Gratitude creates a perspective shift to what’s in the glass from what’s not in the glass. Throughout the day, a return to this stillness—even for three slow, deep breaths—and seeing if there is anything in that moment to which you can extend your gratitude. This mindfulness will help shift the craziness back into a more manageable state.

Balance requires creativity.

Nothing kills creativity like drama, chaos or fear. It is easy to get into a rut of problems having a limited number of solutions because your flow state is limited. Yet when we’re able to look at the problem from a bigger picture, there may be more solutions available. Opening the flow starts by taking a step back from the insanity and saying to ourself, “Show me what I am missing.” It’s not so different from when we’re rushing around, searching everywhere for our keys when all along they’ve been in our hand. The creativity and solutions are always there, but sometimes the focus is so narrowed that it is overlooked.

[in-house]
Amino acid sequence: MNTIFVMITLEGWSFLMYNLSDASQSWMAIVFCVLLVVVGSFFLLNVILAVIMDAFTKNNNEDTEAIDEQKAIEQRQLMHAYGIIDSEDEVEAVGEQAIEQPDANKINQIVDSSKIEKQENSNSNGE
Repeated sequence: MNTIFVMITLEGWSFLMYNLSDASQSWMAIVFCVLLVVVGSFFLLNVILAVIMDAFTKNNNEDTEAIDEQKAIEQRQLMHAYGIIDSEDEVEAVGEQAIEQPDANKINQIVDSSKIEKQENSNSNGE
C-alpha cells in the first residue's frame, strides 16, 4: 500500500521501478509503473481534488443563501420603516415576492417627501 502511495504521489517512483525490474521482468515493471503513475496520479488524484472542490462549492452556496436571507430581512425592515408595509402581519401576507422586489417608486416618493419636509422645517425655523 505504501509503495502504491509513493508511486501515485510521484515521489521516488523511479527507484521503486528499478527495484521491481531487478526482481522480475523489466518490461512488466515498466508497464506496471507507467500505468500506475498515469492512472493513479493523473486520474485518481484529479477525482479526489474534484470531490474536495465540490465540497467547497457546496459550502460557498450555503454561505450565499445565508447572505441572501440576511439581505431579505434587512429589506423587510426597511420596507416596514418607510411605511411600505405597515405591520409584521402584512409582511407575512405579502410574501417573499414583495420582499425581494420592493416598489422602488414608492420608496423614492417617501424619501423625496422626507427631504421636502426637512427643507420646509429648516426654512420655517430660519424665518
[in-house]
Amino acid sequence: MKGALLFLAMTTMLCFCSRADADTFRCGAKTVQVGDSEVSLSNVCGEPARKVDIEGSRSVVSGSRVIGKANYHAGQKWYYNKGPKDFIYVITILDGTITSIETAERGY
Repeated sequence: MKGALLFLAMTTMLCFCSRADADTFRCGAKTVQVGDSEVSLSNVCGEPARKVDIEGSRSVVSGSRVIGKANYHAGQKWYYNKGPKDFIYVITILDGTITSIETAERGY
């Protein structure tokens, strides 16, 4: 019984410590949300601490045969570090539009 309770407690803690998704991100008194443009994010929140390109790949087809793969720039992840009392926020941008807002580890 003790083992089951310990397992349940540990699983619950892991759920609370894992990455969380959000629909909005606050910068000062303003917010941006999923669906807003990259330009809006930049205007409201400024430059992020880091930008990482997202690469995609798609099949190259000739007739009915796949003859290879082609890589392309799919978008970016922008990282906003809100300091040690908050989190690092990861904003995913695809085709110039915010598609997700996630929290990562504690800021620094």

Likewise, it’s far easier to ask someone else to solve our problem than to find the solution ourself, which cuts off creativity. When we seek solutions from others or blame others for our situation, we give our power away.

Take a pause to look at your part in the problem, and then seek solutions: “What am I doing or not doing that is contributing to the problem?” Sometimes that requires dropping your own expectations of how others should be and seeing them as they are, which allows you to redirect your energy more effectively and efficiently.

Brené Brown writes in Rising Strong: The reckoning, the rumble and the revolution about a question her therapist asked her that then drove Ms. Brown’s research: “Are they doing the best they can?” Right now, think of someone you’re supposed to be leading who is frustrating or challenging you and ask this question.